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Museum Musings: Over the top—Part 2

The story of the first Spearhead traverse
An annotated panorama of the Spearhead Range from the Varsity Outdoor Club journal.

The Spearhead Traverse, a popular ski-touring route, was first undertaken by four members of the University of British Columbia’s Varsity Outdoor Club, Alistair MacDonald, Karl Ricker, Bert Port and Chris Gardner, in 1964. The four were approaching the head of the Spearhead Range by the fifth morning, breezing across both the Ripsaw and Naden glaciers and arriving at Couloir Ridge where their easy progress was halted by difficult terrain. At this point, the group had reached Mount Macbeth and Naden Pass, considered to be the limit between the Spearhead and Fitzsimmons ranges. Falling back to their original position, the party members utilized their crampons to descend onto Iago Glacier and get around the head of the valley.

Despite their extensive preparations, the group’s map of the region from 1928 falsely rendered the south side of Mount Iago as too steep to climb, when in reality the mountain face had not only one, but two skiable slopes. This cartography error led the party astray, forcing them around the Diavolo Peak icefall before ascending and setting up camp on the newly christened “detour ridge.” In retrospect, the group proposed that, for future expeditions, a couple of days could be shaved off by following a different route along Naden and Macbeth glaciers.

The next day, the group descended onto Diavolo Glacier, before proceeding to the col between Mount Benvolio and Mount Fitzsimmons, and adopting their strategy of splitting the party to bag both peaks before reconvening at the top of Fitzsimmons Glacier. From there, a slow ascent up the slopes of Overlord Mountain and onto Overlord Glacier ended with the group settling down at Panorama Camp.

Due to heavy clouds, the group set off at noon the next day, splitting up for the third time and bagging both Whirlwind and Fissile peaks before meeting up again at the col. The weather began to worsen, and the party quickly skied down to Russet Lake. In later years, the BC Mountaineering Club would build one of the first gothic arch huts in the region, the Himmelsbach Hut, which was completed near the shores of Russet Lake in 1968 and was just recently relocated and replaced by the Kees and Claire Memorial Hut in 2019.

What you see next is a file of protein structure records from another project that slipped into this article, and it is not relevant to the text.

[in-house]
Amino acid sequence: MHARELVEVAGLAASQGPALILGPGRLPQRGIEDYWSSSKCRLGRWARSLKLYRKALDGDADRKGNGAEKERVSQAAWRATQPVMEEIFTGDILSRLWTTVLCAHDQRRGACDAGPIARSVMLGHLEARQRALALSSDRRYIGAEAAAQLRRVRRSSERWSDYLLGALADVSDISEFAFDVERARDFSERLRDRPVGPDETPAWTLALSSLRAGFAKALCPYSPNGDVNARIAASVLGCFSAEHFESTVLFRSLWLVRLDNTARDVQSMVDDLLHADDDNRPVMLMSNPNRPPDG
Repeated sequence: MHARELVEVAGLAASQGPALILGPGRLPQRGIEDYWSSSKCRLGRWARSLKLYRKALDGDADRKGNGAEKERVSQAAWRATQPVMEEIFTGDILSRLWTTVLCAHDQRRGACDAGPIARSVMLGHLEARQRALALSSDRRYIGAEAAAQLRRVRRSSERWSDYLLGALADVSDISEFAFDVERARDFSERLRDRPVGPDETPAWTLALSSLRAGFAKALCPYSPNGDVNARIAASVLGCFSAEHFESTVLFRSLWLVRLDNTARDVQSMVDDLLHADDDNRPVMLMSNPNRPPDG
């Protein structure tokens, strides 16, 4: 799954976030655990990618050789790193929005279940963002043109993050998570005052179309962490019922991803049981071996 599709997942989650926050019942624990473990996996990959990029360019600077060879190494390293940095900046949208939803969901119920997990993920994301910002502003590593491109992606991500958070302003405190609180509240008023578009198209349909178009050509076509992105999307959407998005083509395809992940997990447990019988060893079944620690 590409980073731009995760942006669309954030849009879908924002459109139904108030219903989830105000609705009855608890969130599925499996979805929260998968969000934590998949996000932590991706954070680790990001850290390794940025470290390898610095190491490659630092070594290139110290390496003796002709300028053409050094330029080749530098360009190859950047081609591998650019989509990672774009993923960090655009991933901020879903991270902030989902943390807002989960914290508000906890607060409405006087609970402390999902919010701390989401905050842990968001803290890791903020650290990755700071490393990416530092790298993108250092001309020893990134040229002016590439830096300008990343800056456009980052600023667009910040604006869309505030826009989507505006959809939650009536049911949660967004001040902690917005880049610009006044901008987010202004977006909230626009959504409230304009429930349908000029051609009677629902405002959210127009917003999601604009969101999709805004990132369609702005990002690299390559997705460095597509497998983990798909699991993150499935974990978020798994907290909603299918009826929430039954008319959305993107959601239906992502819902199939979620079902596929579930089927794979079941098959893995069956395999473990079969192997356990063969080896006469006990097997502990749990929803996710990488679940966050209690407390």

At this point, the group had gotten below the clouds, allowing them to continue beyond Singing Pass onto the flanks of Whistler Mountain. Despite being so close to their goal, the weather conditions worsened and halted any progress for a day and a half.

The party finally managed to set off at noon the next day, making their way up Whistler Mountain and bagging the peak, before hastily skiing down in heavy snow in order to barely catch the train departing Rainbow Station to Squamish. The first Spearhead Traverse expedition was able to complete the trek in nine days, and concluded that the route would serve future backcountry skiing well for many years to come.

The Spearhead remains a popular route, and can now be routinely completed in a day, with most parties opting to complete the route between two to three days. In 2013, speedsters Eric Carter and Nick Elson completed the traverse in a blistering three hours and 10 minutes.

Read Part 1 in the July 28 issue of Pique.